The people in Baltimore have grown to know and love L.J. Hoes, despite only two brief stints with the Major League club in Baltimore.

With Nolan Reimold out for the year, the recent demotion of Chris Dickerson, and less than impressive scouting reports on Henry Urrutia‘s ability to field his position, the recent need for an extra outfielder became apparent in Baltimore.

Very recent.  Four days ago, recent.  And that is when LJ Hoes got the call to come up and join the Orioles.

LJ Hoes with Bowie BaysoxHere we are, less than a week later, getting ready to watch Hoes partake in his second game as a member of the Houston Astros, a rebuilding organization with plenty of opportunities for a successful AAA player to take a stab at starting every day in the big leagues.

After growing up in Mitchellville, MD as an avid Orioles follower, Hoes wanted nothing more than to take the field in orange and black at Camden Yards.  After his promotion to AA Bowie in 2011, Hoes got the vision that he could realistically reach his dream.  “It’s always been a dream of mine [to play at Oriole Park].  Being a kid here, coming with my father back in the day when I was growing up watching the Orioles play, I’ve always wanted to play at Camden Yards…This really could possibly happen.”

At the AA level, Hoes was not only able to play for his hometown Bowie Baysox, a team within minutes of where he grew up, but also able to play professional baseball surrounded by family and friends in the area.  “It was a thrill [to play in Bowie] because all of my family was able to come out and watch me play.  It was great being able to play in my hometown, the place where I dreamed of playing when I was a kid.”

Screen shot 2013-08-01 at 4.16.23 AMDrafted in 2008 by the Orioles, 2013 became the 6th season that Hoes would spend in the minor leagues, all with Baltimore.  Originally used as a second baseman, Hoes saw time all around the diamond for his first couple of years in the system, eventually moving to the outfield in 2011 and sticking their to this day.  A center fielder at St. Johns College High School in Washington D.C., Hoes holds a solid .286 batting average over his lifetime in the minors, and was brought up to make his Major League debut with the Orioles on September 11, 2012.

Hoes has developed his game as a prospect recently, most notably over his time in Bowie and Norfolk the last two seasons, carrying a .304 average in 99 games at AAA in 2013.

Oriole fans caught on to the hometown kid storyline and ran with it, making Hoes a star in the eyes of fans, regardless of his statistics or baseball accomplishments.  Creating many taglines using the name Hoes in conjunction with ‘O’s’ and ‘Bohs’ (in reference to Baltimore’s favorite brew), you can find team apparel, social media user handles, and more all in support of the homegrown outfielder.

Let’s not forget the relationship that has brewed over the years between Hoes and Orioles center fielder Adam Jones.  Fans have  caught on to their friendship through the Twitterverse, and it is obvious that the two players not only motivate one another on the field but enjoy their off field antics together as well (a few examples for you).  Recounting tweets of Jones hosting Hoes on various occasions during Spring Training and the public display of their shared favorite hashtag, #TurnUp, their interactions brought yet another side to the LJ Hoes story and his perfect placement in this organization.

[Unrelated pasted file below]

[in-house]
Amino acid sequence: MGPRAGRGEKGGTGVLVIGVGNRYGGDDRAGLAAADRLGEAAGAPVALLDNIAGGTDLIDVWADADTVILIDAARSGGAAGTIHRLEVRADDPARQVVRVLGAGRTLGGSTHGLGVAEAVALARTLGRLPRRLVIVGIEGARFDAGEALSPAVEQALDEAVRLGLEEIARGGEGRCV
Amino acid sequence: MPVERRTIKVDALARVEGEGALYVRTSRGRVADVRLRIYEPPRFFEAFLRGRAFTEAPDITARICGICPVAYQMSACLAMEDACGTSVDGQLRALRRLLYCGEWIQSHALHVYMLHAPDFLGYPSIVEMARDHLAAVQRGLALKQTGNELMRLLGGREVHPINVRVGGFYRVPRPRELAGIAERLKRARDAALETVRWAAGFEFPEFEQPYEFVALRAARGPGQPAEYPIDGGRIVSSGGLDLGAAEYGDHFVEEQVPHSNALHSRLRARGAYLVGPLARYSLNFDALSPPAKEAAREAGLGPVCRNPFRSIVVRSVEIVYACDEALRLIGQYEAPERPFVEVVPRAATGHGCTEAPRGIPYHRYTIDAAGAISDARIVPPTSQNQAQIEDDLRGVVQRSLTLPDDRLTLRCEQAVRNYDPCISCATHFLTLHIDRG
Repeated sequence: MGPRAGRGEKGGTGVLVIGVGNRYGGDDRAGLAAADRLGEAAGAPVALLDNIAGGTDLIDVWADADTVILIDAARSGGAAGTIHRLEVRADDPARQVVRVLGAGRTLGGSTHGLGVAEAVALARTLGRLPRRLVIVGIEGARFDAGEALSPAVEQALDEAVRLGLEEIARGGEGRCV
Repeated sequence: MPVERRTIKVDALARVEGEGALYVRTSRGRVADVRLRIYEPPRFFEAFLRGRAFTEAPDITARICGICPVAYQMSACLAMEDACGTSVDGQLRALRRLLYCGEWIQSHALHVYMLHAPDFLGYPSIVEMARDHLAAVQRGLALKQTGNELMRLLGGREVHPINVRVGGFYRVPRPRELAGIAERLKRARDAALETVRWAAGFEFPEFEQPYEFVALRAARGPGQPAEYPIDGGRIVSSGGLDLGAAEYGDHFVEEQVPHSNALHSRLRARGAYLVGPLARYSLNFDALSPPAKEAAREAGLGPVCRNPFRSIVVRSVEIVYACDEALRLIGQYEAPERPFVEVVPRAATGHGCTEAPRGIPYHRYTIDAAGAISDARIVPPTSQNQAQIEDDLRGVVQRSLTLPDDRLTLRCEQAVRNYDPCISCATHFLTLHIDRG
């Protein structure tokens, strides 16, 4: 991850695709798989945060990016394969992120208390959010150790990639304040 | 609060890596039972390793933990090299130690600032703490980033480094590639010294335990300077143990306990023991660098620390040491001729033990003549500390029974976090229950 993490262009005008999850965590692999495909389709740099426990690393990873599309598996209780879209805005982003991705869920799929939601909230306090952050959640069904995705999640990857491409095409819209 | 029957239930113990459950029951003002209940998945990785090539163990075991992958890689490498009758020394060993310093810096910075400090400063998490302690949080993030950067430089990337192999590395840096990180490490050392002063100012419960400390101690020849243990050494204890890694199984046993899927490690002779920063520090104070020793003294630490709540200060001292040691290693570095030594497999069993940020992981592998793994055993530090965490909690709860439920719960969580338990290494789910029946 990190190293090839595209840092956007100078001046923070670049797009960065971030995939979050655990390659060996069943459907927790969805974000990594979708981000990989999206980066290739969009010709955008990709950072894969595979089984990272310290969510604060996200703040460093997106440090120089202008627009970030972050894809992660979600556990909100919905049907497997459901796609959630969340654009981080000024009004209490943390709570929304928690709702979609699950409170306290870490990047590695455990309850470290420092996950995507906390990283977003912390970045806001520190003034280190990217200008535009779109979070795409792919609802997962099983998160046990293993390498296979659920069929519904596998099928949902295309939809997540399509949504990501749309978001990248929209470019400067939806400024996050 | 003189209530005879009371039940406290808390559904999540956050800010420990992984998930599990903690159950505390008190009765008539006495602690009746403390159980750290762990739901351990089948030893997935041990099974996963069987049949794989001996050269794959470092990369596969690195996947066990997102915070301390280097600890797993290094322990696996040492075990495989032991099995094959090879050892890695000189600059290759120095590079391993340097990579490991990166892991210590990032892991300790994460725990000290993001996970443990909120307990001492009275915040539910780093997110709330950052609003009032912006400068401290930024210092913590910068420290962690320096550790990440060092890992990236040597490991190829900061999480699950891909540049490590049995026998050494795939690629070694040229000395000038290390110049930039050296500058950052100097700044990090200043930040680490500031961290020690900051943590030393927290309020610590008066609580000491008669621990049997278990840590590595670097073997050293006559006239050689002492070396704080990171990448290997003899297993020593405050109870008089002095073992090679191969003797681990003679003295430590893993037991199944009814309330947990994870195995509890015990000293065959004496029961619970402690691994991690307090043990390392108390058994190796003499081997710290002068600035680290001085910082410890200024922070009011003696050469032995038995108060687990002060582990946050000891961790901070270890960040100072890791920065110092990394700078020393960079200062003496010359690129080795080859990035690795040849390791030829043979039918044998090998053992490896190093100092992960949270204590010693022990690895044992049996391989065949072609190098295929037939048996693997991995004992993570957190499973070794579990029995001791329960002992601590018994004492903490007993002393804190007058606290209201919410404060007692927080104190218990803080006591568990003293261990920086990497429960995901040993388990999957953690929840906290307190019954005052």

A deal to bring over right handed starting pitcher Bud Norris yesterday afternoon did much more than bolster the Orioles’ rotation.  To Baltimore, this trade was a lot more than sending away “a 4A position player, who gets on base, and a lottery-ticket lefty with arm strength but a long ways to go” (thank you for that gem of a summary, Keith Law) for a quality arm.  It took a man away from his city, a player away from his dream team.

People can say all they want about the trade.  I’ve seen and heard reactions ranging from calling this a desperation move to a needed rotation boost.  In the end, “it’s a business.”  The go-to line for Major League Baseball players when a trade occurs and a guy is a bit lost for words.

Dan+Duquette+Tampa+Bay+Rays+v+Baltimore+Orioles+iRG0Ymadu03lIt’s true.  Organizations make trades and transactions to benefit their future goals, not necessarily to keep each individual happy on a personal level.  It’s the reason that general managers and front office members generally try to spend little time around their team’s clubhouse.  The second that the folks in charge get on a personal level with a player, that is when business meets pleasure and a team may start to stray from their overall goals.

I do not say this to make Dan Duquette, or any general manager (Vice President of Baseball Operations in this case), look like a bad guy.   Duquette needed to do his job, and had he interacted more with LJ Hoes, it would have made that job a lot more difficult.

I got a quick photo with Hoes prior to yesterday’s game and quickly posted this cropped version to Twitter.  I then watched him warm up before batting practice as well as directly preceding the game, and sitting just a few rows above the third base dugout, there was visible frustration from Hoes after each of his at bats in his new uniform (he went 0-5 on the night with two strikeouts).  Understandably, today was certainly full of emotion for Hoes.  His messages to fans after the game look like a result of processing a long day of ups and downs, with hopefully a bright future ahead:

So here we are, at what I’d like to call the beginning of an era, not an end.  Hoes, at 23 years young, is greeted with an opportunity to start every day for a Major League Baseball team.  Here’s to you, Little Jerome, to a great future and successful career.  And as always, #TurnUp.